With the Angels, I simply straight-up hate them. I want them to lose, and lose often. I don't want them to acquire any talent. I want empty seats in their stadium, and a rally monkey that has to choke some uppers down to do it's stupid little dance on the big screen. I felt bad for Kendry Morales, the person, when he broke his leg on that walk-off grand slam a few seasons ago, but I was thrilled that the Angels lost an emerging star for the rest of that season. The Angels are the enemy, not unlike communist Russia with all the red they wear.
So, perhaps the following analysis is slightly jaded, but it's analysis nonetheless. There are reasons to believe that the Angels just shot themselves in the foot, and perhaps did not improve as much as expected. Here are my theories for why the Angels will fail at baseball, even after signing arguably the two best free agents available this off-season:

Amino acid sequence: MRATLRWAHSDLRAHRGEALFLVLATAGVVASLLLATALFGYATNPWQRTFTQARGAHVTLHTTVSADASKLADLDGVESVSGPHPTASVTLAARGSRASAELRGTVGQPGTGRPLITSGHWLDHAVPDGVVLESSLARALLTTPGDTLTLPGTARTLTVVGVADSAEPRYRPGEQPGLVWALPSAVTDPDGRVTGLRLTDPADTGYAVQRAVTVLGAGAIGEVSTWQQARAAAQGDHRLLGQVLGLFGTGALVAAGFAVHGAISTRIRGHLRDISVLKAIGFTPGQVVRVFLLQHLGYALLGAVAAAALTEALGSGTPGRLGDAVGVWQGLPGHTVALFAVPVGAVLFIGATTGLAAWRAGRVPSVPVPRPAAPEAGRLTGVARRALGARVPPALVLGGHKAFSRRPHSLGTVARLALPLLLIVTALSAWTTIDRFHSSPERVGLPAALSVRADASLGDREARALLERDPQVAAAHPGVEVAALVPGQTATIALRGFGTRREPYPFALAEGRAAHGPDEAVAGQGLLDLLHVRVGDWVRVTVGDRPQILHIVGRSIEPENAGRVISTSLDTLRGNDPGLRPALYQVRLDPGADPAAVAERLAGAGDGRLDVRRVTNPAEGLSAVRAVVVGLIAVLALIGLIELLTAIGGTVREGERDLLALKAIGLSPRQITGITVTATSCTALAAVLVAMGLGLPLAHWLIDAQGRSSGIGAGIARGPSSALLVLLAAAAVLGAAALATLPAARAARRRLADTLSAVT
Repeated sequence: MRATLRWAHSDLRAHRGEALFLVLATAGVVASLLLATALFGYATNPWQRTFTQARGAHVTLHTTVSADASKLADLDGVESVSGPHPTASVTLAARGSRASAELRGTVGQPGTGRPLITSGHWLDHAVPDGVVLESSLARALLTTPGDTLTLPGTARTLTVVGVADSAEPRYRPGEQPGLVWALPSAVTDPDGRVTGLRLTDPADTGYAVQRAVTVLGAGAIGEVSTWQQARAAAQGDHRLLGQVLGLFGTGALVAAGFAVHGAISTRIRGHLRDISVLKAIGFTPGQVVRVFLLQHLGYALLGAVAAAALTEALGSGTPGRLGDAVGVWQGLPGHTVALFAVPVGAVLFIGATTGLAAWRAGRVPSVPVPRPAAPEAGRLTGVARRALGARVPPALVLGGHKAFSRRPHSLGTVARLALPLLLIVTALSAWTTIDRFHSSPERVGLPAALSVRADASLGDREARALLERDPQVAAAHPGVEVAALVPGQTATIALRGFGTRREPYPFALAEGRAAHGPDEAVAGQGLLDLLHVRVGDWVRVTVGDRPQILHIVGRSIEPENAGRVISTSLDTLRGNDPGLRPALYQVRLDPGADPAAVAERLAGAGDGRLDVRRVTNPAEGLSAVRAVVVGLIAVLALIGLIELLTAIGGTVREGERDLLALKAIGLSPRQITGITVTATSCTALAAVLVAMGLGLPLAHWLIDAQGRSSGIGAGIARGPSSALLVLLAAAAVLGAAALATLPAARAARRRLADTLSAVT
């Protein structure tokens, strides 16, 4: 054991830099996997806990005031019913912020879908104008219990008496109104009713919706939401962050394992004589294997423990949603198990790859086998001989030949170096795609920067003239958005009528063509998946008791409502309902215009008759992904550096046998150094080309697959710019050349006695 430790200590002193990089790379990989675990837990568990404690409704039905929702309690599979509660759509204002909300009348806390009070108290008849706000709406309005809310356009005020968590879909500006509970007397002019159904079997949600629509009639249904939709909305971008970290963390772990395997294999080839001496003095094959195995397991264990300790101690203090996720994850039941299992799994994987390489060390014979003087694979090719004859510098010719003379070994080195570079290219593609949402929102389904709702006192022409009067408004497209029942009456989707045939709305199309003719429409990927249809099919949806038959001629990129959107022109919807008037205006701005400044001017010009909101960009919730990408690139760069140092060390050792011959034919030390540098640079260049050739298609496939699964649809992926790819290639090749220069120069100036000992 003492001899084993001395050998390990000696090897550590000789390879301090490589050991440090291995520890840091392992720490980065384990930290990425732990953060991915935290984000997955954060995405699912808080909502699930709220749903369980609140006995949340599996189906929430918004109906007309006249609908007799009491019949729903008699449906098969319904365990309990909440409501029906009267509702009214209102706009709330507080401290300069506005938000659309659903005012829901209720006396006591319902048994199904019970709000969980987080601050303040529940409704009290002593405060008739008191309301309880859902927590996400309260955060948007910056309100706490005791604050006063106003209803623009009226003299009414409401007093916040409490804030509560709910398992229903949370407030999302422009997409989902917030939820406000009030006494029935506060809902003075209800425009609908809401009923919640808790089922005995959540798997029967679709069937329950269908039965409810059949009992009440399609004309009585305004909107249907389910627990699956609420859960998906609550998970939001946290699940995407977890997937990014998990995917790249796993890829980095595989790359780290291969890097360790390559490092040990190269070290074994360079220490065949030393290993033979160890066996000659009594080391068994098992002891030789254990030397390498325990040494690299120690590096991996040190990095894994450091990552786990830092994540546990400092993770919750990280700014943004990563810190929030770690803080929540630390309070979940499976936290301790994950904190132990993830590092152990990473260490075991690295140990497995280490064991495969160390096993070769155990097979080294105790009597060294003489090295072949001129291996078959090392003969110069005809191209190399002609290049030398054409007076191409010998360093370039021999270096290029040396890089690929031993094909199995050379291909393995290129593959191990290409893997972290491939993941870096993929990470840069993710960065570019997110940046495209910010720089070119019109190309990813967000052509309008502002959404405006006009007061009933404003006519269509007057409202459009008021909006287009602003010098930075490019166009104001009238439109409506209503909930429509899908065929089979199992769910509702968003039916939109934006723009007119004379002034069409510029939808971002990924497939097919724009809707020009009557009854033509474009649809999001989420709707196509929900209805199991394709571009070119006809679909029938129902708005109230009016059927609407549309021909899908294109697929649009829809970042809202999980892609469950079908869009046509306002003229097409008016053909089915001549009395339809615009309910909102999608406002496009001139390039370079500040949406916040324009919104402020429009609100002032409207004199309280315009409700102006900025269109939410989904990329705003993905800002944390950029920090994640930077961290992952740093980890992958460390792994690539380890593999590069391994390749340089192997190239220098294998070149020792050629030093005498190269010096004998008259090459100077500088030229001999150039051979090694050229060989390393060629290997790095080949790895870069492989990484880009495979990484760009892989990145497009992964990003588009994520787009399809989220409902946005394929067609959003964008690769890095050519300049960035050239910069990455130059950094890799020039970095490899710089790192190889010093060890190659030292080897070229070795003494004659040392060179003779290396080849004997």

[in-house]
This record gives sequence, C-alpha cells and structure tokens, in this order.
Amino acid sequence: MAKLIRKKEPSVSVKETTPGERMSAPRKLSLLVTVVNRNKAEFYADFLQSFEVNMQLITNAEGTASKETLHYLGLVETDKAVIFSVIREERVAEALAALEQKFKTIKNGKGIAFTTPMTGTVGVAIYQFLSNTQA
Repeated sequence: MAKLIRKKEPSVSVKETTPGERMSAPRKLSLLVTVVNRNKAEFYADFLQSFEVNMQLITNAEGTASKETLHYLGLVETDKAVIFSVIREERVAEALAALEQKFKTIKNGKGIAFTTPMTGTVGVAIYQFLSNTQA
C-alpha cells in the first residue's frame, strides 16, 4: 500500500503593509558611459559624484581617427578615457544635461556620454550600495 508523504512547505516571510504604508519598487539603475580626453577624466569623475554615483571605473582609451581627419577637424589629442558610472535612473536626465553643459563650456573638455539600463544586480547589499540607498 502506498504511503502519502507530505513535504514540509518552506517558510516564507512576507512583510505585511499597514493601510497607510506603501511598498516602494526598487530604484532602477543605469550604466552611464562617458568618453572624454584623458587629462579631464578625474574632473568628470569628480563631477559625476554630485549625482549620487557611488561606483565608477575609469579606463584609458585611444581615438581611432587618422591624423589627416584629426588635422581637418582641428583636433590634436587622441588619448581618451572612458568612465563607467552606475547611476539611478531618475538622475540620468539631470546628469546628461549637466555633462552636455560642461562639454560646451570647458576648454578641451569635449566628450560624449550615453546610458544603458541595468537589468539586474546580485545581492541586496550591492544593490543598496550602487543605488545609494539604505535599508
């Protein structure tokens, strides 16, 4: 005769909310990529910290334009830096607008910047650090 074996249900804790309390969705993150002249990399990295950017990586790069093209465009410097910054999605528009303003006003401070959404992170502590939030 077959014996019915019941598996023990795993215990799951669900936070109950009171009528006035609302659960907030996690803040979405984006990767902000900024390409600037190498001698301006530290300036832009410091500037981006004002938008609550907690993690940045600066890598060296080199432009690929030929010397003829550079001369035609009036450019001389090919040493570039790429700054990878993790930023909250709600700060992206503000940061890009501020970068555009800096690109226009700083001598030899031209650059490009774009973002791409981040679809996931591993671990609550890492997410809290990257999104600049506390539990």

- The Angels aren't as improved as they look on paper - Realistically, C.J. Wilson (5.9 WAR) takes the spot of free agent Joel Pineiro (1.3 WAR). Albert Pujols (5.1 WAR) takes the spot of Mark Trumbo (2.3 WAR). While the Angels acquired 11.0 WAR worth of talent, their net upgrade is "only" 7.4 WAR. That takes their 86-win team from last year, and puts them on track to win 93-94 games (and maybe closer to 96 wins thanks to the upgrade that Chris Iannetta is at catcher). That's a great team, but not legendary.
- C.J. Wilson is good, but not as good as advertised - C.J. Wilson just posted a WAR a full 1.3 ahead of any other season in his career, and he will be 31 years old on opening day 2012. Granted, Wilson was a reliever until 2010, but this looks like a classic case where a player reached free agency after his peak season. The safe money is on C.J. being a worse pitcher in 2012 than he was in 2011, and never again having a season like he just did. I'd pencil him in for something closer to 5 WAR.